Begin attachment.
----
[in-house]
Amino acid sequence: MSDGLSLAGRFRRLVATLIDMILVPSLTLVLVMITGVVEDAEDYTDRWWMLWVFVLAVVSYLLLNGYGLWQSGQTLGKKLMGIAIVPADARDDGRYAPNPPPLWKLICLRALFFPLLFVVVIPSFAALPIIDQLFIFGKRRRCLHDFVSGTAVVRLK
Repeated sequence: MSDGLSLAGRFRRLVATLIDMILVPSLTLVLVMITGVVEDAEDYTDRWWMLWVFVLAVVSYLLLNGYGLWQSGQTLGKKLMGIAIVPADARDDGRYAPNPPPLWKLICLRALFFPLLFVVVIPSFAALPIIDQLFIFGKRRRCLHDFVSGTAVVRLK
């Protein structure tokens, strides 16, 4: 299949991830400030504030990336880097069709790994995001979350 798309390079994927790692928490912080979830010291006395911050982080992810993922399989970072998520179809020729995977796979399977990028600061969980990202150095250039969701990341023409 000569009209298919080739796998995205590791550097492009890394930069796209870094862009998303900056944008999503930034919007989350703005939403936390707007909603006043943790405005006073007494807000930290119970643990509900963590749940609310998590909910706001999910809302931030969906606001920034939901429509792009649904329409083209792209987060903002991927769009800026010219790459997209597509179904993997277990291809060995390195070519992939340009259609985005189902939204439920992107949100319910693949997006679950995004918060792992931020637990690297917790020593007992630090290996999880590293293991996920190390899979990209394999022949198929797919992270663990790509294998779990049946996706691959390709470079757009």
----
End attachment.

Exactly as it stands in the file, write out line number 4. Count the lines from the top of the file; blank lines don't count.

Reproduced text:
């Protein structure tokens, strides 16, 4: 299949991830400030504030990336880097069709790994995001979350 798309390079994927790692928490912080979830010291006395911050982080992810993922399989970072998520179809020729995977796979399977990028600061969980990202150095250039969701990341023409 000569009209298919080739796998995205590791550097492009890394930069796209870094862009998303900056944008999503930034919007989350703005939403936390707007909603006043943790405005006073007494807000930290119970643990509900963590749940609310998590909910706001999910809302931030969906606001920034939901429509792009649904329409083209792209987060903002991927769009800026010219790459997209597509179904993997277990291809060995390195070519992939340009259609985005189902939204439920992107949100319910693949997006679950995004918060792992931020637990690297917790020593007992630090290996999880590293293991996920190390899979990209394999022949198929797919992270663990790509294998779990049946996706691959390709470079757009």